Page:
Typology and Logos in the Gospel of John

The opening prologue of the gospel of St. John is theologically rich, puzzling, and poetic, thereby imbuing it with rich symbolism and imagery. The declaration that “In the beginning was the Word…[and] through him was life, and that life was the light of all humanity. The light shines in the darkness, and the darkness has not overcome it” (Jn. 1:1-5), … Continue reading Typology and Logos in the Gospel of John

Becoming Mortal: The Humanization of Achilles in “The Iliad”

As some might know, I frequently write essays on Homer and his greatest song—The Iliad—and am in process of completing a manuscript on The Iliad as a cosmic love song that laid the foundations for the birth of humanism in Western civilization. “Rage—Goddess—sing the rage of Peleus’ son Achilles.” Perhaps only the opening lines of … Continue reading Becoming Mortal: The Humanization of Achilles in “The Iliad”

Islam, Islamism, and the Crisis of the Political

Is Islam a political threat? That might depend on where you live. Is there a distinction between Islam and Islamism. Some say yes. Others say no. Naive leftists who are anti-political (in the Schmittian sense) believe the universal ark of fraternity triumphs over the tribalisms of politics. The boisterous liberal right, spearheaded by anti-religious libertarians … Continue reading Islam, Islamism, and the Crisis of the Political

Jean Paul Sartre: Being and Nothingness

Jean Paul Sartre was among the most famous of the modern existentialists and phenomenologists, perhaps second only to Martin Heidegger.  Sartre’s great text of fame was his “essay on ontology,” Being and Nothingness.  In typical French fashion, the text is weighty, dense, and draws heavily from the history of philosophy, especially Christianity, Bacon, Descartes, Hegel, Husserl, … Continue reading Jean Paul Sartre: Being and Nothingness

Dialectic and the Wisdom of Listening: Reflections on the Book of Job

“You’re not listening.”  This simple phrase is one of the most cliché, but poignantly true, sentences concerning human existence.  Just a Kohelet stated that there is time for everything under the sun, it is important, then, to know when the time is to speak and when the time is to listen.  This is especially true … Continue reading Dialectic and the Wisdom of Listening: Reflections on the Book of Job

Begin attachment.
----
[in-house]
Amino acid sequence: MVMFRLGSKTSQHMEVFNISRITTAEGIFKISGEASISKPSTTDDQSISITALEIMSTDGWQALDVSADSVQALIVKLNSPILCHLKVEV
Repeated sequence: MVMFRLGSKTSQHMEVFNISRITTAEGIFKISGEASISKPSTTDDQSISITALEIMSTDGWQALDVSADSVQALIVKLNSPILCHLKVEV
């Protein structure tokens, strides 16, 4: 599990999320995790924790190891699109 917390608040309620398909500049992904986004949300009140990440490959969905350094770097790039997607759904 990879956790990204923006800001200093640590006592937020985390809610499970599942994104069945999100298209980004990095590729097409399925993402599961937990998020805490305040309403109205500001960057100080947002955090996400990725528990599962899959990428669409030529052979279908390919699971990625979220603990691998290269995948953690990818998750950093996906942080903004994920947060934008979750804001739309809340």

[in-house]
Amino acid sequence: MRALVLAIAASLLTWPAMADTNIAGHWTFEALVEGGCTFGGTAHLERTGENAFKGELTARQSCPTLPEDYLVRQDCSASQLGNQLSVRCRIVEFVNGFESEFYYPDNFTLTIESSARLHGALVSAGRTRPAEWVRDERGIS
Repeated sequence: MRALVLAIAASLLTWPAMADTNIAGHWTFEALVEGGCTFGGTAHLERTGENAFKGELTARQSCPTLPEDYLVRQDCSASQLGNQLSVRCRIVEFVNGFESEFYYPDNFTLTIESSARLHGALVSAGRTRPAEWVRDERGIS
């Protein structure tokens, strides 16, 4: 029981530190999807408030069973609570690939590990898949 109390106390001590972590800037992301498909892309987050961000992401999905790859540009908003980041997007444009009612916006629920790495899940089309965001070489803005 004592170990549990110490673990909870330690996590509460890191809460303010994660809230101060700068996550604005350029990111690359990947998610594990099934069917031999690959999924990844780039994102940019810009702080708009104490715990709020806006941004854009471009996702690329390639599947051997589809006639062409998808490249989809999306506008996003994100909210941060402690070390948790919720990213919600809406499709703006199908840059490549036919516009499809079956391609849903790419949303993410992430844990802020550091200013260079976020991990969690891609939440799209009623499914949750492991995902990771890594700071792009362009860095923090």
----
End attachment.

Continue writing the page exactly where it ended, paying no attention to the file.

The Allegory and Symbolism of Dante’s “Inferno”

In our exploration of Dante’s Inferno I wish to highlight, in some greater detail, what has already been referenced to in our previous posts, but also bring additional emphasis upon Catholic teaching and how it impacts the construction of Hell from Dante’s pen. Why is hell cold and dark? Color and Image Symbolism Dante’s hell is … Continue reading The Allegory and Symbolism of Dante’s “Inferno”

The Love & Friendship of Dante and Virgil in the “Inferno”

In continuing our examination of some of the themes of Dante’s Inferno, we now turn to examine the transformative relationship between Virgil and Dante within the first part of the Divine Comedy.  The theme of guide and relationship runs throughout the Divine Comedy.  Virgil is Dante’s guide through Hell and Purgatory.  Beatrice takes over for Virgil and … Continue reading The Love & Friendship of Dante and Virgil in the “Inferno”

Carl Schmitt’s “Political Theology”

Carl Schmitt is one of the most controversial and influential political philosophers and political jurists of the 20th century.  His works have influenced everyone from the New Left, including the likes of Derrida and Foucault, and those on the Right, most notably Leo Strauss.  Schmitt, among other things, is generally credited with establishing the sub-discipline of … Continue reading Carl Schmitt’s “Political Theology”

Carl Schmitt and the Concept of Sovereignty

Carl Schmitt begins his essay on political theology by discussing sovereignty.  As he famously opens, “Sovereign is he who decides on the exception.”  What exactly does this all entail? Schmitt’s definition that the sovereign is he who decides on the exception is one of the most famous sentences of all modern political philosophy.  In fact, the last … Continue reading Carl Schmitt and the Concept of Sovereignty

The Erotic Cosmos of John Milton’s “Paradise Lost”

Is John Milton a man for our time or all time? The blind and pugnacious, indeed, radical, English poet arguably wrote the greatest epic in the English language. While claiming to “justify the ways of God to men,” Milton’s remarkable poem is not only a window into the battles of early modern English civilization, it … Continue reading The Erotic Cosmos of John Milton’s “Paradise Lost”